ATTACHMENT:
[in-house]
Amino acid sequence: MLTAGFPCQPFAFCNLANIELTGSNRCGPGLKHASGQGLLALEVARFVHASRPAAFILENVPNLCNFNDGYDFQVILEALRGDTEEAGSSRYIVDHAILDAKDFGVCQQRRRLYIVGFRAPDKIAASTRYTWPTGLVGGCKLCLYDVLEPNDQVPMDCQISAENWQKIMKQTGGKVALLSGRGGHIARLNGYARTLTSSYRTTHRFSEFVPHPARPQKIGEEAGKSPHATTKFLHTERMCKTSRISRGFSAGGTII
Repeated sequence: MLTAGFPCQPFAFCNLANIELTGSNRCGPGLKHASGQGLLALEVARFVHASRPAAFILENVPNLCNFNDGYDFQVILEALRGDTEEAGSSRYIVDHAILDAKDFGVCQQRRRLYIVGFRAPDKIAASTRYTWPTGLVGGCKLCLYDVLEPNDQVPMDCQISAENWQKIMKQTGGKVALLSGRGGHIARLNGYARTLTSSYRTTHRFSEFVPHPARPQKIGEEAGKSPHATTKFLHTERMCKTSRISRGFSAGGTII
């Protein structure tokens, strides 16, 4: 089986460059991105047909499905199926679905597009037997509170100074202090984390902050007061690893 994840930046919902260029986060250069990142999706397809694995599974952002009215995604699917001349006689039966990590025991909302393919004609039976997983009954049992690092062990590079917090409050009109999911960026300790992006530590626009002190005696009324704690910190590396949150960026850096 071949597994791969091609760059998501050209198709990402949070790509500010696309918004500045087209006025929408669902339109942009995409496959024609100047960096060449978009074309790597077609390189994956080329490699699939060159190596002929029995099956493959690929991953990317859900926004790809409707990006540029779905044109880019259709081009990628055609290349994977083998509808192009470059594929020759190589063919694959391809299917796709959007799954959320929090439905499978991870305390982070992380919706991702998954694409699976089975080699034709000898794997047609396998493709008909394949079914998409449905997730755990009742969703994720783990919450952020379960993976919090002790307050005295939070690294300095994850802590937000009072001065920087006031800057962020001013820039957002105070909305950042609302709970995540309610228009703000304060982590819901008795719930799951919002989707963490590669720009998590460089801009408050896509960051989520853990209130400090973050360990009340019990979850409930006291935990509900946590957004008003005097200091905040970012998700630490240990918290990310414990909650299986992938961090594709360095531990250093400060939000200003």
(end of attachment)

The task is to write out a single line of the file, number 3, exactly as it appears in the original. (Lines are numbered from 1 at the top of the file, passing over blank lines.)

Repeated sequence: MLTAGFPCQPFAFCNLANIELTGSNRCGPGLKHASGQGLLALEVARFVHASRPAAFILENVPNLCNFNDGYDFQVILEALRGDTEEAGSSRYIVDHAILDAKDFGVCQQRRRLYIVGFRAPDKIAASTRYTWPTGLVGGCKLCLYDVLEPNDQVPMDCQISAENWQKIMKQTGGKVALLSGRGGHIARLNGYARTLTSSYRTTHRFSEFVPHPARPQKIGEEAGKSPHATTKFLHTERMCKTSRISRGFSAGGTII